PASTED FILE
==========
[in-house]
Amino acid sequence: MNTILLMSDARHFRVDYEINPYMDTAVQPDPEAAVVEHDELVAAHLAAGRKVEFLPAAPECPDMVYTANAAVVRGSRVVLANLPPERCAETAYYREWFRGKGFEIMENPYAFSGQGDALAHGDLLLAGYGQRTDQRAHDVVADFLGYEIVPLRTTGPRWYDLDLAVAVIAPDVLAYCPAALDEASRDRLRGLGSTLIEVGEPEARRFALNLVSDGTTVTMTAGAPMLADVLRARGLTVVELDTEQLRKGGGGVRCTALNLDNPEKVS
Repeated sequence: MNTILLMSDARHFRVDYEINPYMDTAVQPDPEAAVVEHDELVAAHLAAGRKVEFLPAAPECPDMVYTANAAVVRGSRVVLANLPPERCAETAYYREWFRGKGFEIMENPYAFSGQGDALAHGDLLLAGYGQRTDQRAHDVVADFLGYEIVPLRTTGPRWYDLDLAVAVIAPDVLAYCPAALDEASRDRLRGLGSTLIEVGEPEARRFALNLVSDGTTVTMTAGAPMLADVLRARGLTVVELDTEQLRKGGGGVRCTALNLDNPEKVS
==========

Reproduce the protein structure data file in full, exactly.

[in-house]
Amino acid sequence: MNTILLMSDARHFRVDYEINPYMDTAVQPDPEAAVVEHDELVAAHLAAGRKVEFLPAAPECPDMVYTANAAVVRGSRVVLANLPPERCAETAYYREWFRGKGFEIMENPYAFSGQGDALAHGDLLLAGYGQRTDQRAHDVVADFLGYEIVPLRTTGPRWYDLDLAVAVIAPDVLAYCPAALDEASRDRLRGLGSTLIEVGEPEARRFALNLVSDGTTVTMTAGAPMLADVLRARGLTVVELDTEQLRKGGGGVRCTALNLDNPEKVS
Repeated sequence: MNTILLMSDARHFRVDYEINPYMDTAVQPDPEAAVVEHDELVAAHLAAGRKVEFLPAAPECPDMVYTANAAVVRGSRVVLANLPPERCAETAYYREWFRGKGFEIMENPYAFSGQGDALAHGDLLLAGYGQRTDQRAHDVVADFLGYEIVPLRTTGPRWYDLDLAVAVIAPDVLAYCPAALDEASRDRLRGLGSTLIEVGEPEARRFALNLVSDGTTVTMTAGAPMLADVLRARGLTVVELDTEQLRKGGGGVRCTALNLDNPEKVS